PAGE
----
A smart home is a house equipped with connected components such as lighting, heating, and electronic devices that can be controlled remotely by phone or computer. In order for all these systems to work effectively, they must be connected to one another on the same wireless network. This is known as Machine to Machine connection or M2M connectivity. With huge market growth projected for the smart home market, the market for M2M connections is expected to grow simultaneously. By the year 2020, the U.S. M2M connections market is projected to be worth $7,262.76 million.* By 2021, the number of total M2M connections is expected to be 3.3 billion worldwide.**
With such a high increase in M2M connections in the future, there will also be a high increase in the amount of data that is exchanged between them. A large amount of user data is continually collected and stored online for research and consumer engagement. From profiles to preferences, to user engagement habits, personal user data lives online and is vulnerable to intrusions. Sensitive information such as IP addresses, patient numbers, and client numbers need to be properly safeguarded to prevent serious consequences.
Smart devices within a smart atmosphere generate massive amounts of personal data as well. These devices, especially within a connected home, typically contain very intimate data. This includes private data such as online payment information, credit card numbers, private family information, and more. With smart home and M2M markets growing at such a high rate, it is imperative that personal data is protected. Thus, data privacy is critical for manufacturers to consider when designing wireless devices.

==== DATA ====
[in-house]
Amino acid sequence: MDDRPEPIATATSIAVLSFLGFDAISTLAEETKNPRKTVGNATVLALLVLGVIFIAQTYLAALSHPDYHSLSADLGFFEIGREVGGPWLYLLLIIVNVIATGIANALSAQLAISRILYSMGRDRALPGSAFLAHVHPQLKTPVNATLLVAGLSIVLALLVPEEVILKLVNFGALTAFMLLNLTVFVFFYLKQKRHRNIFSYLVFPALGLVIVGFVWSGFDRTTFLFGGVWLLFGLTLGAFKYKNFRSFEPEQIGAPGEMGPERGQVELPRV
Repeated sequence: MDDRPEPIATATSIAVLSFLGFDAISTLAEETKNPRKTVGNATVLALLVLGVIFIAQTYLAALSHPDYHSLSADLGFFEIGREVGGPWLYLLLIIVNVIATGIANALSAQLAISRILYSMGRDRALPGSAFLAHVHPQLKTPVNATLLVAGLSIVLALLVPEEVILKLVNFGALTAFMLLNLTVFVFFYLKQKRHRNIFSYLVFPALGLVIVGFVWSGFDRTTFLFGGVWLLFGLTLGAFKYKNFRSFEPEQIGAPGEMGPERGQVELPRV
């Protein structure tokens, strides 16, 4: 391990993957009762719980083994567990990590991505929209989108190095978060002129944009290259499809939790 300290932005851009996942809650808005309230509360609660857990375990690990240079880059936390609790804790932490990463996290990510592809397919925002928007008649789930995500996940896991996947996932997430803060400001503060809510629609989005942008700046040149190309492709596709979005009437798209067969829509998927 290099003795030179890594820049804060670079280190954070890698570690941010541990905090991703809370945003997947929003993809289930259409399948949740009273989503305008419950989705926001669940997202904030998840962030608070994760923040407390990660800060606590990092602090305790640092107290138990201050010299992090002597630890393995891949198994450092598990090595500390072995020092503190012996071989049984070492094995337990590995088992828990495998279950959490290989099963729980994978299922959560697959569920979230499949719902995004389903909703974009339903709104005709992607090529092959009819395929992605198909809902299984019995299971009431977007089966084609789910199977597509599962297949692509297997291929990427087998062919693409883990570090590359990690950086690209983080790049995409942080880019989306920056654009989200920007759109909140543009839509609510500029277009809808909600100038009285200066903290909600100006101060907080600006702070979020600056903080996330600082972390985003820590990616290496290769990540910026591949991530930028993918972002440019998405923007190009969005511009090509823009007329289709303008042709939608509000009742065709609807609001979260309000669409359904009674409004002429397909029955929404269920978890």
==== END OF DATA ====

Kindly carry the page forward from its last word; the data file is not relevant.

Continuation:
Released in May 2018, the General Data Protection Regulation (GDPR) has tightened up the regulations around keeping personal data safe. Under the GDPR, the definition of personal data has been expanded, which is very good news for the consumer. The wider the scope on what personal data is, the more it will be protected. For companies to define whether their devices or business collects personal data, they must ask themselves the following questions:
- Can a living individual be identified from the data or from the data that is likely to come into your possession?
- Does the data ‘relate to’ the identifiable living individual, whether in personal or family life, business or profession?
- Is the data ‘obviously about’ a particular individual?
- Is the data ‘linked to’ an individual so that it provides particular information about that individual?
- Is the data used, or is it to be used, to inform or influence actions or decisions affecting an identifiable individual?
- Does the data have any biographical significance in relation to the individual? Does the data focus on the individual as its central theme rather than on some other person, or some object, transaction, or event?
- Does the data impact or have the potential to impact an individual, whether in a personal, family, business or professional capacity?
If device manufacturers or companies are aware that they will be collecting personal information, it is important that they take the necessary steps to protect it through the use of cyber security. In doing so, they must comply with all GDPR regulations for protecting data. Companies failing to comply with the GDPR can face major financial penalties, legal issues, reputation damage, and loss of shareholder value.
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